Fresh off of her Grammy-award winning ‘Mosaic Project,’ Terri Lyne Carrington went straight back into the studio to create another project of equal quality and substance. ‘Money Jungle’ was originally recorded in 1962 by Duke Ellington, Max Roach, and Charles Mingus. Just over 50 years later Carrington brings back the raw tension evoked by Ellington, Roach, and Mingus with her own trio filled out by Christian McBride and Gerald Clayton and featuring additional guests Clark Terry, Herbie Hancock, Tia Fuller, and more. Check out what Carrington had to say about the record before you see her perform it at Dizzy’s this week!
Alicia Olatuja came to national prominence with her solo for President Obama’s most recent inauguration with the Brooklyn Tabernacle Choir, but with Olatuja the music goes a whole lot deeper than simply that performance. Between gigs with her husband, Michael Olatuja, as the Olatuja Project and backing up artists like Chaka Khan, Somi, and Christian McBride on vocals, Olatuja has crafted a unique space for her own music which she will releasing this Spring. Be sure to check out her process behind recording the album, working with incredible musicians, and more as we discuss her music.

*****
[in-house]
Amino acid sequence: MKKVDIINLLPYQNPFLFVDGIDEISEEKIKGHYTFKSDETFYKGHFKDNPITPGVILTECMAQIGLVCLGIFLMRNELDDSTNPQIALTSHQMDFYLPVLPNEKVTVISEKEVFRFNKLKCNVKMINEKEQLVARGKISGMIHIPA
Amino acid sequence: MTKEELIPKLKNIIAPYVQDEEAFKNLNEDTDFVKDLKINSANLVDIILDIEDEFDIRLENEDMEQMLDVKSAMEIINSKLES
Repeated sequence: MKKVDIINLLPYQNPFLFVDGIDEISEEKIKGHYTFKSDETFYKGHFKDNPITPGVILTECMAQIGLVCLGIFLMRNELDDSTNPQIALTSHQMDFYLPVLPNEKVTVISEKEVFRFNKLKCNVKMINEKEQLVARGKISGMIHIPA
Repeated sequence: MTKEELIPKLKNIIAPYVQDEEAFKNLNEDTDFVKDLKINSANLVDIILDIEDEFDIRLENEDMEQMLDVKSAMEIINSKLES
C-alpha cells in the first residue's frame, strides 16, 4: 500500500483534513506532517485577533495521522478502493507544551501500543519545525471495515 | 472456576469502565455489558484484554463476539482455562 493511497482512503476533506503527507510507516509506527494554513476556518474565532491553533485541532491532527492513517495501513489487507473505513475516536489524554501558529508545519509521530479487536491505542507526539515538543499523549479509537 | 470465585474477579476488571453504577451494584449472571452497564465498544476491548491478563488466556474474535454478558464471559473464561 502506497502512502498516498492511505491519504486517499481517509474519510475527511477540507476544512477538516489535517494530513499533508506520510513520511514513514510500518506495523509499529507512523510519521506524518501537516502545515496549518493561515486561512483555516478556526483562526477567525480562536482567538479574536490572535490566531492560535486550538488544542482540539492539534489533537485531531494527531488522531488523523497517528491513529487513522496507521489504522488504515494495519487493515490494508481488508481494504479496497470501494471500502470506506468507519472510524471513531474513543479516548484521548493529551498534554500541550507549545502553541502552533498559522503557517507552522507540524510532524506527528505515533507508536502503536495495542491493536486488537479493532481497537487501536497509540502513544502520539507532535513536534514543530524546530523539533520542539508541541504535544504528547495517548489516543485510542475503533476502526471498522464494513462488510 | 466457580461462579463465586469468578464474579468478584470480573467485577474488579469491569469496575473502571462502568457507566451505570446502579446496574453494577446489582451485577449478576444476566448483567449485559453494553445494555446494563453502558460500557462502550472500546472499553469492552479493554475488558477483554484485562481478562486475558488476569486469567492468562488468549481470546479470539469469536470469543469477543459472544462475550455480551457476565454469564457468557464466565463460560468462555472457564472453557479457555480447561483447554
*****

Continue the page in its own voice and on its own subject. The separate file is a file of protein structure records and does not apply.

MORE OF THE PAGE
On February 5th, Terri Lyne Carrington will drop her homage to Duke Ellington to coincide with the 50th anniversary of their iconic 1963 Money Jungle album.The album features keyboardist Gerald Clayton and bassist Christian McBride who represent the historic trio.
Beginning in the church and adhering to the concept of a higher calling as a defining principle of his musicianship, Ulysses Owens Jr. has made his life as much an exercise in nurturing great musicians as it is an effort to find and claim his own place as a drummer. Between drum fills, stages, and studio takes, Owens works to uplift the youth of his hometown in Florida, and imbue the same sense of community that raised him into a slightly splintered jazz scene in New York City. Recognizing his own genius in the company of mavericks and wunderkinds is not enough for Owens, who feels that they should all recognize and celebrate those qualities in one another.
The Jazz Museum in Harlem has been going through some renovations throughout the past few years, and now with associate artistic director Jonathan Batiste on board, things have been going better than ever. Batiste is a masterful musician and educator. In his role at the museum Batiste has implemented the Jazz Is: Now! program in which Batiste and his Stay Human Band (now touring Europe) deconstructs jazz music for fans going through the music and history. Also on board with the museum is legendary bassist Christian McBride who, along with Batiste and artistic director Loren Schoenberg, are preparing to open a new 10,000-square-foot facility for the museum across from the Apollo Theater on 125th Street. Check out the New York Times article below and be sure to follow the programs going on at the National Jazz Museum in Harlem.